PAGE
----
Scientists urge deletion of ‘stigmatizing’ monkeypox virus names


Scientists urge deletion of 'stigmatizing' monkeypox virus names

A A group of scientists from Africa and elsewhere is urging the scientific community and leading health experts worldwide to drop the stigmatizing language used to distinguish monkeypox viruses, and are even advocating renaming the virus itself.

In a position paper published online on Friday, the group assumes this proposed cancellation the existing names for monkeypox virus clades – West Africa and Congo Basin – and replacing them with numbers, stating that the current names are discriminatory.

“In the context of the current global outbreak, the continued reference to and nomenclature of this virus as African is not only inaccurate but also discriminatory and stigmatizing,” the more than two dozen scientists wrote.


Christian Happi, director of the African Center of Excellence for Genomics of Infectious Diseases at Redeemer’s University in Ede, Nigeria, was one of the main drivers of the proposal.

“If SARS-CoV-2 wasn’t called the Wuhan virus, for example…then the question arises, why do we have a virus or group named after a specific geographic location in Africa and then spread to people extends in those areas,” Happi told STAT. “If we have to go by geographic location, then we should name all viruses by geographic location.”


Happi also expressed anger at the way the outbreak was being portrayed in mainstream media, noting that photos of African children with monkeypox lesions were used to illustrate articles about an outbreak that was spreading among men, who have sex with men in countries of the world north.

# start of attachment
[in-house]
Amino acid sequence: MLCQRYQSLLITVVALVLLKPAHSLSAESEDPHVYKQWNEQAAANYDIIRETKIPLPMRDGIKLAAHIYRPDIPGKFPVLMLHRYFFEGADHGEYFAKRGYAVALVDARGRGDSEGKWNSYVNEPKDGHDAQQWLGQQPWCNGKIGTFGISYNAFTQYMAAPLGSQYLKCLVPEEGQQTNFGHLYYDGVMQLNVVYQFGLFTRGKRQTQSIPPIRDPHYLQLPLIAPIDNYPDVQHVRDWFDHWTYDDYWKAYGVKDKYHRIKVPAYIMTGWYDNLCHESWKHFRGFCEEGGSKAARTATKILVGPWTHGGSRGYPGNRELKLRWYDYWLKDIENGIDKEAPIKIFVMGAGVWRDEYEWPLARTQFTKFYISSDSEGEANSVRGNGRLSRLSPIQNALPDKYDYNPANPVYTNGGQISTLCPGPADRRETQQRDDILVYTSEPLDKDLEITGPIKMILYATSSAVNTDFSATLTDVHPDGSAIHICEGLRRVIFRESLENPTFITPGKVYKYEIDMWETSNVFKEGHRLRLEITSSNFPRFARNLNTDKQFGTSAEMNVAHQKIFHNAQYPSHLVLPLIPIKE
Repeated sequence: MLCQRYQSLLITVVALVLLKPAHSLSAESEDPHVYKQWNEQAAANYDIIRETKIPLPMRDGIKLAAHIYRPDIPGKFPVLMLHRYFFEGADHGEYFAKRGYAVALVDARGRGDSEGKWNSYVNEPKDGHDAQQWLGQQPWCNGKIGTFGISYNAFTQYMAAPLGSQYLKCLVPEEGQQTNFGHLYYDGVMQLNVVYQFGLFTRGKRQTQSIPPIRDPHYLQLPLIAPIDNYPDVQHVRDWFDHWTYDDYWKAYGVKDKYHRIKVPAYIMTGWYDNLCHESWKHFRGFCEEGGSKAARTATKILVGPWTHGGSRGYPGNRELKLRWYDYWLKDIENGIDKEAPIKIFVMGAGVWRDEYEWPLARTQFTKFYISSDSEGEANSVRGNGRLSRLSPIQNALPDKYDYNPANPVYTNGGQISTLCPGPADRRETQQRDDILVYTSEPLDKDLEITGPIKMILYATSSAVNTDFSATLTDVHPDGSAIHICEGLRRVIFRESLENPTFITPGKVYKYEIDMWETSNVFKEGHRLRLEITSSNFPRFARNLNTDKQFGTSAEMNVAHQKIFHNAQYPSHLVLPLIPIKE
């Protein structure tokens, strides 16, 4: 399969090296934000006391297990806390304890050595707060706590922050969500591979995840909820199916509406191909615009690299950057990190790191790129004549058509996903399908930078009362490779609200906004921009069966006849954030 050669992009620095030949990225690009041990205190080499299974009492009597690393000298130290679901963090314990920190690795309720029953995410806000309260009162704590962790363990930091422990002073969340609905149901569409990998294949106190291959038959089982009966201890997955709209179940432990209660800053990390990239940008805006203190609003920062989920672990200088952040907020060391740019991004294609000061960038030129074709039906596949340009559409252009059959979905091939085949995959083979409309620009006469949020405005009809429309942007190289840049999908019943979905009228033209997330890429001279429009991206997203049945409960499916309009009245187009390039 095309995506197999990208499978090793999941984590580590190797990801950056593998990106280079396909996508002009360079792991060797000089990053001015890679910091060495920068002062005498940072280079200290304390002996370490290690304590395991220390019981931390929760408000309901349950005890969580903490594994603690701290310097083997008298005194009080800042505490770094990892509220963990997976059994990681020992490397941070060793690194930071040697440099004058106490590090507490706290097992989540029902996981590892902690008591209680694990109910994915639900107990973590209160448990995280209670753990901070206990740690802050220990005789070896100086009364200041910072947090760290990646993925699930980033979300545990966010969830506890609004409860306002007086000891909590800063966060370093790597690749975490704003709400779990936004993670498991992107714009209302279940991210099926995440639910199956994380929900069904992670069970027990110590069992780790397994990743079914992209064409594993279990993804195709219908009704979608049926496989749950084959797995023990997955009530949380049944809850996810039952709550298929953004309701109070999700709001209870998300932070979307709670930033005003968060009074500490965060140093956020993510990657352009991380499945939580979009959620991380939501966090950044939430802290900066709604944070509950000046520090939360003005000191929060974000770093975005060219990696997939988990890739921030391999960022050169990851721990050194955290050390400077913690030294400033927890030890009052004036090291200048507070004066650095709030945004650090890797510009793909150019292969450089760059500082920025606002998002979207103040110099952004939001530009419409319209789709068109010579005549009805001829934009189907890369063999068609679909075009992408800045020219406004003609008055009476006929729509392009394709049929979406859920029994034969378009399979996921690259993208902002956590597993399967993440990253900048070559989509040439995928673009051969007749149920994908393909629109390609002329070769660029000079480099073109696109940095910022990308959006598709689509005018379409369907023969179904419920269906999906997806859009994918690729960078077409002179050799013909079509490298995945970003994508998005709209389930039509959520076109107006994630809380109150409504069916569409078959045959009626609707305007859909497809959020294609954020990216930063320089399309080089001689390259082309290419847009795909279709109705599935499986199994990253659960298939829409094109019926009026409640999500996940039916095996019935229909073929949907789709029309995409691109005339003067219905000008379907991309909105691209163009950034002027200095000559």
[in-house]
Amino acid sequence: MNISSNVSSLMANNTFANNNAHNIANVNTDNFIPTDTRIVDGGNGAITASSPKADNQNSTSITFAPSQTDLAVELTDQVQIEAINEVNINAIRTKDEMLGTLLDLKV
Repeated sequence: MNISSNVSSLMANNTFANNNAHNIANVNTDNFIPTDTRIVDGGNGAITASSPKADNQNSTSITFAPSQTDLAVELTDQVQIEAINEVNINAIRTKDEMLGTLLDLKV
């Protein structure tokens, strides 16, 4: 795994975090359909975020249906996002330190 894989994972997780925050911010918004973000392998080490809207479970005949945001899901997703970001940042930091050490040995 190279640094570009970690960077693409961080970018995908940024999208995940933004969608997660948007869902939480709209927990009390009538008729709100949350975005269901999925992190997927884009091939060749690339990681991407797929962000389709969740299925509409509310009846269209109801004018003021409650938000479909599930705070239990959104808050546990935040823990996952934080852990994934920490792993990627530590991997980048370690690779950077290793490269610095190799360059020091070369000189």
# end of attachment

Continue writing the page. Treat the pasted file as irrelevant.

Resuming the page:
“We find that very discriminatory, we find that very stigmatizing and at times … I find it very racist,” he said. “The mainstream media, instead of showing pictures of people with lesions who are white males, continue to show pictures of children in Africa and of Africans. And there is no connection.”

An official at the World Health Organization, which would be involved in any rewrite of clade names, said Saturday the agency was open to the idea.

“There is broad support for this,” said Maria Van Kerkhove, head of the unit for emerging diseases and zoonoses at WHO’s Health Emergencies Programme.

The WHO and the scientific community can effectively rename the clades by agreeing on replacement terms and starting to use them – in official statements, scientific papers and in interviews with journalists. For example, a cumbersome naming process for SARS-CoV-2 variants has been replaced with a system that assigns variants the name of a letter of the Greek alphabet, such as alpha and omicron.

Happi said the group behind the call consulted extensively on the idea and encountered no objections. “There is a consensus from the global community,” he said. “I think it’s high time for us to take this step.”

However, renaming the virus itself is not the responsibility of the WHO. That power rests with an organization called the International Committee on Taxonomy of Viruses, which also gave SARS-CoV-2 its name. The WHO, on the other hand, came up with the name of the disease that causes the virus, Covid-19.